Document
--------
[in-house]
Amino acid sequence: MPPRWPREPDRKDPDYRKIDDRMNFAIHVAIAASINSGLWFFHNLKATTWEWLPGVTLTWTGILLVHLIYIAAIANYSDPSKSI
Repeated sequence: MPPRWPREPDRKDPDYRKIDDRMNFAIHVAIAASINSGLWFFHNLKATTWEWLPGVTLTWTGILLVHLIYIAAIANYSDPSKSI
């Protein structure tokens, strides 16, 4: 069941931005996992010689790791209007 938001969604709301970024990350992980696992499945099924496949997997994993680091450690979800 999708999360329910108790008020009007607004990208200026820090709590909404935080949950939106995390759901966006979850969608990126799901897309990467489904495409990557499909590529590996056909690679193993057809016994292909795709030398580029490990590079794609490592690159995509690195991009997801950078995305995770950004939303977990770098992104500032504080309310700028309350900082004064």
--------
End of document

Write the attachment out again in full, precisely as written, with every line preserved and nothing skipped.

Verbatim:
[in-house]
Amino acid sequence: MPPRWPREPDRKDPDYRKIDDRMNFAIHVAIAASINSGLWFFHNLKATTWEWLPGVTLTWTGILLVHLIYIAAIANYSDPSKSI
Repeated sequence: MPPRWPREPDRKDPDYRKIDDRMNFAIHVAIAASINSGLWFFHNLKATTWEWLPGVTLTWTGILLVHLIYIAAIANYSDPSKSI
């Protein structure tokens, strides 16, 4: 069941931005996992010689790791209007 938001969604709301970024990350992980696992499945099924496949997997994993680091450690979800 999708999360329910108790008020009007607004990208200026820090709590909404935080949950939106995390759901966006979850969608990126799901897309990467489904495409990557499909590529590996056909690679193993057809016994292909795709030398580029490990590079794609490592690159995509690195991009997801950078995305995770950004939303977990770098992104500032504080309310700028309350900082004064």